Relative Prices of Lobbying and Fundraising
According to Michael Tinkler, the British marquee universities have caught on to teaching-for-profit very late in the game.
They are all busy recruiting American students for one year degrees - a Masters of Studies, at Oxford. Oxford, you see, has decided to move from its current position of approximately 75% undergraduates to parity between undergrads and grads by 2007 (no one thought they'd make it that soon, but think that by 2010 it's pretty likely). You see, graduate students pay higher fees, and if they're non-citizens they pay full tuition -- which my informants pointed out is STILL less than the Ivy League, even if you add in a single round-trip airfare.That's probably right, but I think Tinkler has missed an additional point here. There are two money sources for a state universities aside its operating revenue from tuition and fees. It can get state subsidies or it can raise funds from alumni. Targeted marketing has become far more productive lately -- I think my colleagues here at SCSU who work on nonprofits will attest to the declining cost of fundraising. Simultaneously, the decline of liberalism in America has made political officeholders less willing to throw dollars at every school willy-nilly. If you think about the effort needed to raise another dollar through fundraising and another dollar through lobbying, the Age of Reagan and Thatcher has probably made the former less costly relative to the latter. That would induce the type of behavior Tinkler now sees.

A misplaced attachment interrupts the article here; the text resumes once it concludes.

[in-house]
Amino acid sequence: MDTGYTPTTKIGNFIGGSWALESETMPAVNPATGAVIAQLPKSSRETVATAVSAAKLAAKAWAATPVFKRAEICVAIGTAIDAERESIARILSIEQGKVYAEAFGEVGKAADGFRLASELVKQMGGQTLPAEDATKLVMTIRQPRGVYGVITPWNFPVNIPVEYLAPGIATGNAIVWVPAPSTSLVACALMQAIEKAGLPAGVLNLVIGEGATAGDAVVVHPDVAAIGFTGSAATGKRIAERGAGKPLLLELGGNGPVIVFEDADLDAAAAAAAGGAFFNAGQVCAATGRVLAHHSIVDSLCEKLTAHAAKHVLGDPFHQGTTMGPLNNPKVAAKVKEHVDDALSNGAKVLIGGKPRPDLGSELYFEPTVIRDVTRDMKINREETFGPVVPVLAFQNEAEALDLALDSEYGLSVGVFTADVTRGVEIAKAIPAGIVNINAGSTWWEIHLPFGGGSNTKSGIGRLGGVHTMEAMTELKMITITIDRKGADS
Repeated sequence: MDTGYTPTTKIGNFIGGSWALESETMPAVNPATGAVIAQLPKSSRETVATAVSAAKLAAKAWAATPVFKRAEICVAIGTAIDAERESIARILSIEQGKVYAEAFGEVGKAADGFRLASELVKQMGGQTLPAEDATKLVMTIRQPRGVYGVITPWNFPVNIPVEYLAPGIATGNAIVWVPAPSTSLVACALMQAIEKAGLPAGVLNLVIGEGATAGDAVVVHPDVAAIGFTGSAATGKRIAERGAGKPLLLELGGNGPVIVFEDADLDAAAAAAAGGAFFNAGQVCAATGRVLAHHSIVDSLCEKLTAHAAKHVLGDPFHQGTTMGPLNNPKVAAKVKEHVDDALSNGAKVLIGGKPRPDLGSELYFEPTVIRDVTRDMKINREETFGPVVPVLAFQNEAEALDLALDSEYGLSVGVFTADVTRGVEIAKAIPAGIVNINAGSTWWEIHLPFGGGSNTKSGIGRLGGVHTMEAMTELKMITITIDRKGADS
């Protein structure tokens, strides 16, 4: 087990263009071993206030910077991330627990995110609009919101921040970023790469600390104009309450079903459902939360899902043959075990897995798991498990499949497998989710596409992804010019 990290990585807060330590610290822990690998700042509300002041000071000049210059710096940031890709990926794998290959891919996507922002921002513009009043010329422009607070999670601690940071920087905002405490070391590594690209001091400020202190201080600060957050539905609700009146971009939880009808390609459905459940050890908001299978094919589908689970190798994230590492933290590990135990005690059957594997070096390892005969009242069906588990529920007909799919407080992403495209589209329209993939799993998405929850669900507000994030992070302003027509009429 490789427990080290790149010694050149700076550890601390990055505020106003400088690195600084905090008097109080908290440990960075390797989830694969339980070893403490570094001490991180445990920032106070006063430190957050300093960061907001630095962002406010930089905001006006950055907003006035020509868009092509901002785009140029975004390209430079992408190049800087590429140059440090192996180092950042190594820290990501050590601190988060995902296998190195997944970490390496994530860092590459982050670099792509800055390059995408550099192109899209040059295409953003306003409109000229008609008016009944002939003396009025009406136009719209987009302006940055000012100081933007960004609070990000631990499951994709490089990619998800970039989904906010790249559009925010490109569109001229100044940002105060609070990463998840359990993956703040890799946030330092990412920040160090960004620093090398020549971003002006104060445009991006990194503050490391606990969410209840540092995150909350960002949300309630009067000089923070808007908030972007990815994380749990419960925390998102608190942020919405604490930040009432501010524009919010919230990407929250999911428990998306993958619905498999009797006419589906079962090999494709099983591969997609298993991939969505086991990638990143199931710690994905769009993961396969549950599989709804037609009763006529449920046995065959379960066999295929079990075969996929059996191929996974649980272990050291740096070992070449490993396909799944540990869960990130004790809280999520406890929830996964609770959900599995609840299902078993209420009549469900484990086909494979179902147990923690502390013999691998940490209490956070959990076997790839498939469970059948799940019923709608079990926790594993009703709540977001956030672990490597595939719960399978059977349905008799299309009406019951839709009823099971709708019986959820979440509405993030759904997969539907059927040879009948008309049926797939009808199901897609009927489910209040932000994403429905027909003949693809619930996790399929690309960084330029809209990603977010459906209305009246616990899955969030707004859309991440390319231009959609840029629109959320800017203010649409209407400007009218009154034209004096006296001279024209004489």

All this is leading up to the factoid that surprised me the most. University College, Oxford, set up the first regular alumni fund-raising scheme at Oxford or Cambridge in the late 1980s.
It struck me that Oxbridge colleges are something like American state universities in this way -- very late comers to the money game. The retired Whatchamacallit Professor of Modern History told me that, indeed, they had been embarassed to ask until it was almost too late. Now they're shifting the entire balance of who and what they teach to try to regain some fiscal independence from their government funders. (Emphasis mine.)
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Robert L. Campbell - 6/29/2004
Here's what happens at state universities that are behind the power curve on this issue: they put all their marbles on upping their research grants (which I presume you are including in the state subsidy category).
One reason I think Shelby Thames' most influential backers actually want him to tear down the University of Southern Mississippi is his blatant neglect of fundraising from alumni and other private donors. These days a state university president who despises private fundraising is generally viewed as incompetent.
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